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Audio remains a key selling point for HTC’s flagship series, and the HTC 10 boasts Hi fi audio across the board. We’ll have to see how the phone sounds when stacked up against the LG G5’s Bang & Oulfson modular DAC, as the promises of 24-bit playback mean nothing on their own. However, the 10 doesn’t feature front facing speakers any more. BoomSound returns, but there there’s one speaker on the front top and one on the bottom, making it a more familiar setup to other phones on the market. The inclusion of a dedicated sub-woofer is an intriguing design choice, but I’m sceptical about how much of a difference this will make due to the limited speaker size.

The LG G5 and HTC 10 boast Qualcomm’s Quick Charge 3.0 technology, while the other phones have settled for last year’s 2.0 version. The 3.0 upgrade doesn’t make a notable difference to change times, but it is more efficient and might mean that your phone doesn’t heat up as much during charging. Fans of wireless charging still really have just one option though, and that’s the Samsung Galaxy S7.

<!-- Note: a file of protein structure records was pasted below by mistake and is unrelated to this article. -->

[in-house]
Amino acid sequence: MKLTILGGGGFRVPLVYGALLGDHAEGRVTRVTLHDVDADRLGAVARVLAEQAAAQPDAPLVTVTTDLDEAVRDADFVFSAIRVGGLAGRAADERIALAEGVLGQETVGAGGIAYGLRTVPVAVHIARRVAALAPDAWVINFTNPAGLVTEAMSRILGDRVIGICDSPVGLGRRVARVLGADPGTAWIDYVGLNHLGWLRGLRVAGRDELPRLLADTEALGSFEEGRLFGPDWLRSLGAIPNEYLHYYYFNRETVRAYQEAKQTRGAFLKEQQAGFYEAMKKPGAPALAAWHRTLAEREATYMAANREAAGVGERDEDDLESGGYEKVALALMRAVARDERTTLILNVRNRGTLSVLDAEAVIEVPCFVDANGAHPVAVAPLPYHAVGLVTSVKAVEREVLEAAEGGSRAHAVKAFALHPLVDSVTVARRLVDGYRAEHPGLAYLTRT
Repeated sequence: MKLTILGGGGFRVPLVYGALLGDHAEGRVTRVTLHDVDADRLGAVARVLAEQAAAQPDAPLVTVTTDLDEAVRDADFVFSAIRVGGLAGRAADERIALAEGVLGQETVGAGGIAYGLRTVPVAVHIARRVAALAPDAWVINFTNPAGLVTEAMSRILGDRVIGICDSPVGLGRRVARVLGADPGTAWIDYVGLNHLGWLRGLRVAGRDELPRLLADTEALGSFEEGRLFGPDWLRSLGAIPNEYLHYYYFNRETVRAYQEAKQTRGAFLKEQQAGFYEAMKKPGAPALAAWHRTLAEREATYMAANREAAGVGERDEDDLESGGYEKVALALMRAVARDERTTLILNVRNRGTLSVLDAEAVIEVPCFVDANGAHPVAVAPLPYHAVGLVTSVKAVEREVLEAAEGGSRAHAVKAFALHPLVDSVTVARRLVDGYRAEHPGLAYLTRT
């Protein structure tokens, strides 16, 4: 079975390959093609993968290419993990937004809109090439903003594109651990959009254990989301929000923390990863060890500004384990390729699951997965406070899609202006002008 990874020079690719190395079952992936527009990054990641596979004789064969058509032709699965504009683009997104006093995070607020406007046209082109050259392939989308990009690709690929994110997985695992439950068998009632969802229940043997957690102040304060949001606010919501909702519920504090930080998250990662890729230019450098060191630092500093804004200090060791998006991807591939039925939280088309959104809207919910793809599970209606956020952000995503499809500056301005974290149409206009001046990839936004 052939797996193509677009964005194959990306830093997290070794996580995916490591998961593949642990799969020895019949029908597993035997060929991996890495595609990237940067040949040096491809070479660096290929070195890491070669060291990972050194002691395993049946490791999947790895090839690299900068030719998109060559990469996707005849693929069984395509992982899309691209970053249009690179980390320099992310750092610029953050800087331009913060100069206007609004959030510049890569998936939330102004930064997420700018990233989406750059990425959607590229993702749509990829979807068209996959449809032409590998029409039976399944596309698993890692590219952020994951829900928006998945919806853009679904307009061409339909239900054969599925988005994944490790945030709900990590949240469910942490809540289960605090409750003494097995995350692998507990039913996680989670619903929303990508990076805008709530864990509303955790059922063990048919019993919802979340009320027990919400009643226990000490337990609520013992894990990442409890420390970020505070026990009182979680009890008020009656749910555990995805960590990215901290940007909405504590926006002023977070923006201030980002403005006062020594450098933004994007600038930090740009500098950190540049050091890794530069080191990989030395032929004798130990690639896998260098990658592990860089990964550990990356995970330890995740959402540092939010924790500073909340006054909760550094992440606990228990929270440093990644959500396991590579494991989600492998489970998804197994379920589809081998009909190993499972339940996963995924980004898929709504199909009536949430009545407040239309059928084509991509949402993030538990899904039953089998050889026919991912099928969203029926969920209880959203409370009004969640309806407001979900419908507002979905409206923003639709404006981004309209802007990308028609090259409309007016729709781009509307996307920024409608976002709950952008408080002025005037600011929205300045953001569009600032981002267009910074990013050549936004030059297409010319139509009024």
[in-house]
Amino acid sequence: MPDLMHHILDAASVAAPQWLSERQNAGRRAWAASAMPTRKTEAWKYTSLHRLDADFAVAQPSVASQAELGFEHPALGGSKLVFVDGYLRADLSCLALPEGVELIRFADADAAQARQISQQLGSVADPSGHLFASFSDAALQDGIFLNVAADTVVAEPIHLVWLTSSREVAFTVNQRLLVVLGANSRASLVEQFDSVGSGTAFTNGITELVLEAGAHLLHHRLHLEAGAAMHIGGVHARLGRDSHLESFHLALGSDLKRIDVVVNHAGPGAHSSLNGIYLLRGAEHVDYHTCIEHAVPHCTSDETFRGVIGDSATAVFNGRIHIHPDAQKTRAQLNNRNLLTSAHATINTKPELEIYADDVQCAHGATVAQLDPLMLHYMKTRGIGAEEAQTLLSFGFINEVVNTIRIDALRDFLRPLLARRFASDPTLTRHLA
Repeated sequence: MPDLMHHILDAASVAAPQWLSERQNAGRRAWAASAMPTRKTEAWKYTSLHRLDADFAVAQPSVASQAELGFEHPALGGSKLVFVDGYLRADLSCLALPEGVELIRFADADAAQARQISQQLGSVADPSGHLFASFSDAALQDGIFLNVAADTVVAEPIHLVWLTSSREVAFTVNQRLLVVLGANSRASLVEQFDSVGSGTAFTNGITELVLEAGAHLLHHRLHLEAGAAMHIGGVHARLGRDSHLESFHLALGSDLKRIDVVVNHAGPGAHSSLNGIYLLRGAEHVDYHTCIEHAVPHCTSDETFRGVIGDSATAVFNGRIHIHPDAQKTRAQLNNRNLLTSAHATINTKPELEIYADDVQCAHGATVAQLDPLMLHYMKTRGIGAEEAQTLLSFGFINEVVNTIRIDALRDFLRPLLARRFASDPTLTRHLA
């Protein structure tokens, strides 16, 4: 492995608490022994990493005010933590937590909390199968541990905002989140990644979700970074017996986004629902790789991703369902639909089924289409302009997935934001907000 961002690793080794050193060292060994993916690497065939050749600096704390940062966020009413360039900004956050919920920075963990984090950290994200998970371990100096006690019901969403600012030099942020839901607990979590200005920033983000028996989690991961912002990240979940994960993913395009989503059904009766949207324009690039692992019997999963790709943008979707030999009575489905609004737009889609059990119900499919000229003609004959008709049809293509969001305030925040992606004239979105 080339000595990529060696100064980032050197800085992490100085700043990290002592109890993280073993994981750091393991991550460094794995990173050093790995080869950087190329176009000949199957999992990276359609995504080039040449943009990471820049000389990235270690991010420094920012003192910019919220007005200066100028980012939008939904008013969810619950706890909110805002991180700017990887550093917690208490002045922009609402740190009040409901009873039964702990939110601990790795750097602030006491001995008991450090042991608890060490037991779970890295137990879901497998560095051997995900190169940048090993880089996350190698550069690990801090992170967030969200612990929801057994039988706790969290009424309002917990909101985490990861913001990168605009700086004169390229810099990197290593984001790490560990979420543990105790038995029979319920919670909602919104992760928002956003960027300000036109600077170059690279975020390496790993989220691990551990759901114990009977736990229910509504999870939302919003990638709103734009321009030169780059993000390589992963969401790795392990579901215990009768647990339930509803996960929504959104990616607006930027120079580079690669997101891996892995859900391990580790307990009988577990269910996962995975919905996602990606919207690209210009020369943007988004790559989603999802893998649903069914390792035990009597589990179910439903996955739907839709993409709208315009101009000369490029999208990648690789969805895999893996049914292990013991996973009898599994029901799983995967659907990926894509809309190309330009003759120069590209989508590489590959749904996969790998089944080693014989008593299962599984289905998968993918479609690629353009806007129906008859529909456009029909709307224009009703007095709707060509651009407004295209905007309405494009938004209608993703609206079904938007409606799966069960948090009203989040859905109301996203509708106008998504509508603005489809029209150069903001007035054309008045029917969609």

htc 10 by autom3otives (10 of 28)

We won’t say too much about build quality until we have the phones side by side, but it’s safe to say that the HTC 10’s metal body is very well made. The glass back on the Galaxy S7 is certainly nice too, but we have not been so won over by the LG G5’s design and the recent metal primer fiasco hasn’t helped either. Aesthetics are certainly going to be one of the more subjective points, but HTC looks to be back on form with the 10.

The HTC 10 certainly matches up well against the best that Android has to offer, on paper at least, and could well be the handset that fans of the manufacturer have been waiting for. How do you think the HTC 10 compares with the very best on the market right now?